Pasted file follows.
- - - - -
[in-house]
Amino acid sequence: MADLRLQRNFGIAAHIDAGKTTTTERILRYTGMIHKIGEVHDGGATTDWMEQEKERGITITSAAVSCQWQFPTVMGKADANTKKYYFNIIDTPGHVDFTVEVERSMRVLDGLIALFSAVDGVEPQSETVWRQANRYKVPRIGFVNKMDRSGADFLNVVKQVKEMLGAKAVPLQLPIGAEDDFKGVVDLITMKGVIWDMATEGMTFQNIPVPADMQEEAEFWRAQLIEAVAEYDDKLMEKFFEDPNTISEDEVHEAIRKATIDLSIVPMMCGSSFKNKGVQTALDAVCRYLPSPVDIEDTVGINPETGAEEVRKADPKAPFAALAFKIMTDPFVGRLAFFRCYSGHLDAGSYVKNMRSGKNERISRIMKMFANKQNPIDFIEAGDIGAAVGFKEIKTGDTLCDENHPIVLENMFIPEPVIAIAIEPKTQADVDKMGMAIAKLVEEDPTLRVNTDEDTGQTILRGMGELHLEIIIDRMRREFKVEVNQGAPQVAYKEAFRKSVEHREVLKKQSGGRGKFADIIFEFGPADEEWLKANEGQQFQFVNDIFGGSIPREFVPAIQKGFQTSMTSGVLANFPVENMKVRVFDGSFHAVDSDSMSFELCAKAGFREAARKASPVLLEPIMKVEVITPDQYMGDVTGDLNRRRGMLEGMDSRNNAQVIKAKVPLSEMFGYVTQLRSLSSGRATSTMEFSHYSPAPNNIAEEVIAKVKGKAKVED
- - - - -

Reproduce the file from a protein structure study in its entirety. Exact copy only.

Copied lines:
[in-house]
Amino acid sequence: MADLRLQRNFGIAAHIDAGKTTTTERILRYTGMIHKIGEVHDGGATTDWMEQEKERGITITSAAVSCQWQFPTVMGKADANTKKYYFNIIDTPGHVDFTVEVERSMRVLDGLIALFSAVDGVEPQSETVWRQANRYKVPRIGFVNKMDRSGADFLNVVKQVKEMLGAKAVPLQLPIGAEDDFKGVVDLITMKGVIWDMATEGMTFQNIPVPADMQEEAEFWRAQLIEAVAEYDDKLMEKFFEDPNTISEDEVHEAIRKATIDLSIVPMMCGSSFKNKGVQTALDAVCRYLPSPVDIEDTVGINPETGAEEVRKADPKAPFAALAFKIMTDPFVGRLAFFRCYSGHLDAGSYVKNMRSGKNERISRIMKMFANKQNPIDFIEAGDIGAAVGFKEIKTGDTLCDENHPIVLENMFIPEPVIAIAIEPKTQADVDKMGMAIAKLVEEDPTLRVNTDEDTGQTILRGMGELHLEIIIDRMRREFKVEVNQGAPQVAYKEAFRKSVEHREVLKKQSGGRGKFADIIFEFGPADEEWLKANEGQQFQFVNDIFGGSIPREFVPAIQKGFQTSMTSGVLANFPVENMKVRVFDGSFHAVDSDSMSFELCAKAGFREAARKASPVLLEPIMKVEVITPDQYMGDVTGDLNRRRGMLEGMDSRNNAQVIKAKVPLSEMFGYVTQLRSLSSGRATSTMEFSHYSPAPNNIAEEVIAKVKGKAKVED